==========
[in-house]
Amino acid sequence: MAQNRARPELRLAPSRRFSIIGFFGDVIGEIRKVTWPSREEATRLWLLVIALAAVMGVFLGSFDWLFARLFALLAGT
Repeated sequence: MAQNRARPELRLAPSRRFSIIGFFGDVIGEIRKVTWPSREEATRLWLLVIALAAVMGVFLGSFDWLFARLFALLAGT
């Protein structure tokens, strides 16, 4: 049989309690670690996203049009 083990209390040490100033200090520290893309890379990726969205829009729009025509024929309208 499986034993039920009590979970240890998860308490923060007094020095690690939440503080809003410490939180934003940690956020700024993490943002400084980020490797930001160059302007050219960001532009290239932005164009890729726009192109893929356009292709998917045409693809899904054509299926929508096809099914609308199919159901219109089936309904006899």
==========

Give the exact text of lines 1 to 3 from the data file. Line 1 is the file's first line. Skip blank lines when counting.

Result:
[in-house]
Amino acid sequence: MAQNRARPELRLAPSRRFSIIGFFGDVIGEIRKVTWPSREEATRLWLLVIALAAVMGVFLGSFDWLFARLFALLAGT
Repeated sequence: MAQNRARPELRLAPSRRFSIIGFFGDVIGEIRKVTWPSREEATRLWLLVIALAAVMGVFLGSFDWLFARLFALLAGT